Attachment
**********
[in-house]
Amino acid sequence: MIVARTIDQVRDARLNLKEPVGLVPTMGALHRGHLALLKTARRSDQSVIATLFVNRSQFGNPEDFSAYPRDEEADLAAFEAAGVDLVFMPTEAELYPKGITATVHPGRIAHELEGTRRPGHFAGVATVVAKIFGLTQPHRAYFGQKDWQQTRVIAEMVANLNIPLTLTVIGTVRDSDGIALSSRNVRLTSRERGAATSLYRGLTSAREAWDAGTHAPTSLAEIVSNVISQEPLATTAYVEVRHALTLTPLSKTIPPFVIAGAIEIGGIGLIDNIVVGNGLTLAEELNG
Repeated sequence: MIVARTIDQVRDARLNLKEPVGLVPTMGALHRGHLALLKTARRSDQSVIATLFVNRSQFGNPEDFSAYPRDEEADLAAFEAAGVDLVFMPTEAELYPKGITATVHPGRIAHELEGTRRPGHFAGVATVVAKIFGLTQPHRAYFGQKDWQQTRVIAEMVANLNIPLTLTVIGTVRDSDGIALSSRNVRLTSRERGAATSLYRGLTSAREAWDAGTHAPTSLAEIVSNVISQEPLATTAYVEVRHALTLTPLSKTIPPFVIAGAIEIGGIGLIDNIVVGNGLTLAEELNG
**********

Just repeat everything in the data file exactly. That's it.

[in-house]
Amino acid sequence: MIVARTIDQVRDARLNLKEPVGLVPTMGALHRGHLALLKTARRSDQSVIATLFVNRSQFGNPEDFSAYPRDEEADLAAFEAAGVDLVFMPTEAELYPKGITATVHPGRIAHELEGTRRPGHFAGVATVVAKIFGLTQPHRAYFGQKDWQQTRVIAEMVANLNIPLTLTVIGTVRDSDGIALSSRNVRLTSRERGAATSLYRGLTSAREAWDAGTHAPTSLAEIVSNVISQEPLATTAYVEVRHALTLTPLSKTIPPFVIAGAIEIGGIGLIDNIVVGNGLTLAEELNG
Repeated sequence: MIVARTIDQVRDARLNLKEPVGLVPTMGALHRGHLALLKTARRSDQSVIATLFVNRSQFGNPEDFSAYPRDEEADLAAFEAAGVDLVFMPTEAELYPKGITATVHPGRIAHELEGTRRPGHFAGVATVVAKIFGLTQPHRAYFGQKDWQQTRVIAEMVANLNIPLTLTVIGTVRDSDGIALSSRNVRLTSRERGAATSLYRGLTSAREAWDAGTHAPTSLAEIVSNVISQEPLATTAYVEVRHALTLTPLSKTIPPFVIAGAIEIGGIGLIDNIVVGNGLTLAEELNG